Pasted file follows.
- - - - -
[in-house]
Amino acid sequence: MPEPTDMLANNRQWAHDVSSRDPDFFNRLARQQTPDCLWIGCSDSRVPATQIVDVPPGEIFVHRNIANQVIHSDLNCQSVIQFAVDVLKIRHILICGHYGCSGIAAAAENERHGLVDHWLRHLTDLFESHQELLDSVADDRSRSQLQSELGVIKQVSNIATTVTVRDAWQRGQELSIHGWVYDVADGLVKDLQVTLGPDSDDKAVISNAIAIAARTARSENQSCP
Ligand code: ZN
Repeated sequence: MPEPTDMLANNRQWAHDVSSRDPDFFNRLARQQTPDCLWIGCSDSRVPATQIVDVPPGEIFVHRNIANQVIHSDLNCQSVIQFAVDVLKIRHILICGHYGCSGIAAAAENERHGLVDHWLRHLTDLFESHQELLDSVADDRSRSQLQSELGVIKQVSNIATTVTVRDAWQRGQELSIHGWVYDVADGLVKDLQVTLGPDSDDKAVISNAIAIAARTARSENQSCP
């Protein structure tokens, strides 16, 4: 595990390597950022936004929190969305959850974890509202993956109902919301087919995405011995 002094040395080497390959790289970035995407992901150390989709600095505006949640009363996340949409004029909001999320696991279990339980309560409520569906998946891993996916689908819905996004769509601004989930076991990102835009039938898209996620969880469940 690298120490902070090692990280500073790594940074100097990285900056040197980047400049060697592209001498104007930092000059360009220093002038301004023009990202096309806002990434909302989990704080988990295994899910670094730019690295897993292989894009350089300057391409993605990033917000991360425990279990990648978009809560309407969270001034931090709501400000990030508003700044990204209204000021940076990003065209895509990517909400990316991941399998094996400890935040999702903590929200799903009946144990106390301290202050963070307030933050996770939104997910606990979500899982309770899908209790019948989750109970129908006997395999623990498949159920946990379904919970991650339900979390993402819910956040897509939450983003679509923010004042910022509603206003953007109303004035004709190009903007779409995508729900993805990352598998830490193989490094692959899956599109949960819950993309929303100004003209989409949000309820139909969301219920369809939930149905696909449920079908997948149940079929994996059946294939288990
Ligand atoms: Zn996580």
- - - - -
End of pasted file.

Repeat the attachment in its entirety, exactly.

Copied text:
[in-house]
Amino acid sequence: MPEPTDMLANNRQWAHDVSSRDPDFFNRLARQQTPDCLWIGCSDSRVPATQIVDVPPGEIFVHRNIANQVIHSDLNCQSVIQFAVDVLKIRHILICGHYGCSGIAAAAENERHGLVDHWLRHLTDLFESHQELLDSVADDRSRSQLQSELGVIKQVSNIATTVTVRDAWQRGQELSIHGWVYDVADGLVKDLQVTLGPDSDDKAVISNAIAIAARTARSENQSCP
Ligand code: ZN
Repeated sequence: MPEPTDMLANNRQWAHDVSSRDPDFFNRLARQQTPDCLWIGCSDSRVPATQIVDVPPGEIFVHRNIANQVIHSDLNCQSVIQFAVDVLKIRHILICGHYGCSGIAAAAENERHGLVDHWLRHLTDLFESHQELLDSVADDRSRSQLQSELGVIKQVSNIATTVTVRDAWQRGQELSIHGWVYDVADGLVKDLQVTLGPDSDDKAVISNAIAIAARTARSENQSCP
């Protein structure tokens, strides 16, 4: 595990390597950022936004929190969305959850974890509202993956109902919301087919995405011995 002094040395080497390959790289970035995407992901150390989709600095505006949640009363996340949409004029909001999320696991279990339980309560409520569906998946891993996916689908819905996004769509601004989930076991990102835009039938898209996620969880469940 690298120490902070090692990280500073790594940074100097990285900056040197980047400049060697592209001498104007930092000059360009220093002038301004023009990202096309806002990434909302989990704080988990295994899910670094730019690295897993292989894009350089300057391409993605990033917000991360425990279990990648978009809560309407969270001034931090709501400000990030508003700044990204209204000021940076990003065209895509990517909400990316991941399998094996400890935040999702903590929200799903009946144990106390301290202050963070307030933050996770939104997910606990979500899982309770899908209790019948989750109970129908006997395999623990498949159920946990379904919970991650339900979390993402819910956040897509939450983003679509923010004042910022509603206003953007109303004035004709190009903007779409995508729900993805990352598998830490193989490094692959899956599109949960819950993309929303100004003209989409949000309820139909969301219920369809939930149905696909449920079908997948149940079929994996059946294939288990
Ligand atoms: Zn996580």